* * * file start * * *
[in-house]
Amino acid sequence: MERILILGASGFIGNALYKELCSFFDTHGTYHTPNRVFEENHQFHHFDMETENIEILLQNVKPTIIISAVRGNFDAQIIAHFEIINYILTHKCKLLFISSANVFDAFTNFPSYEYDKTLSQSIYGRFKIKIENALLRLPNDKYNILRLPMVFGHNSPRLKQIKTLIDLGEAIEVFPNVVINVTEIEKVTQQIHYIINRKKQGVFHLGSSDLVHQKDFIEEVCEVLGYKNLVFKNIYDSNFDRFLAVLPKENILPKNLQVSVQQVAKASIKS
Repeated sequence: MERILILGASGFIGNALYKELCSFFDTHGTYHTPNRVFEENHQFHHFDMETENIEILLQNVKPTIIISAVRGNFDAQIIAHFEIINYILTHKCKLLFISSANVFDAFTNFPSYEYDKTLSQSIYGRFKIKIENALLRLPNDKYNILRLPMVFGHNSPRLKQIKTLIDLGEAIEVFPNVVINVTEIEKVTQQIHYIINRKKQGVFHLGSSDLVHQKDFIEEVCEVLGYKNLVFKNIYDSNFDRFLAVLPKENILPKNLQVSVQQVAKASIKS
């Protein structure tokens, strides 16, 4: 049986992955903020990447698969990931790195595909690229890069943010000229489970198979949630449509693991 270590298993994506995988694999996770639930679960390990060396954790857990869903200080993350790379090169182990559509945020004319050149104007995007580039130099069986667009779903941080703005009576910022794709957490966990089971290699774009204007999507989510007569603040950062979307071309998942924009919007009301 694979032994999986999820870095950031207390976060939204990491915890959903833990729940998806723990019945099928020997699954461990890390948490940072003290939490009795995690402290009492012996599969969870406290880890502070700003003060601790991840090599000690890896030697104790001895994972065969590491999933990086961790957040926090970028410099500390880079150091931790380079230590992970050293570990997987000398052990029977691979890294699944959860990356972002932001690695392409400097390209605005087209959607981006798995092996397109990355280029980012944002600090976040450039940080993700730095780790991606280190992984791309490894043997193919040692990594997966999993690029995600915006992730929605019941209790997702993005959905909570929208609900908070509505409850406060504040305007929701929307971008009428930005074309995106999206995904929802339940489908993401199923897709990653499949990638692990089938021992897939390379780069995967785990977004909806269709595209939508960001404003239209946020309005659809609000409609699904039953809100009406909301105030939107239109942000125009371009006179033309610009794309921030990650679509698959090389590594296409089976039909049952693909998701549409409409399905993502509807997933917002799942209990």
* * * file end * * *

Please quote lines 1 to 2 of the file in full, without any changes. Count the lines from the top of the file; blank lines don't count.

[in-house]
Amino acid sequence: MERILILGASGFIGNALYKELCSFFDTHGTYHTPNRVFEENHQFHHFDMETENIEILLQNVKPTIIISAVRGNFDAQIIAHFEIINYILTHKCKLLFISSANVFDAFTNFPSYEYDKTLSQSIYGRFKIKIENALLRLPNDKYNILRLPMVFGHNSPRLKQIKTLIDLGEAIEVFPNVVINVTEIEKVTQQIHYIINRKKQGVFHLGSSDLVHQKDFIEEVCEVLGYKNLVFKNIYDSNFDRFLAVLPKENILPKNLQVSVQQVAKASIKS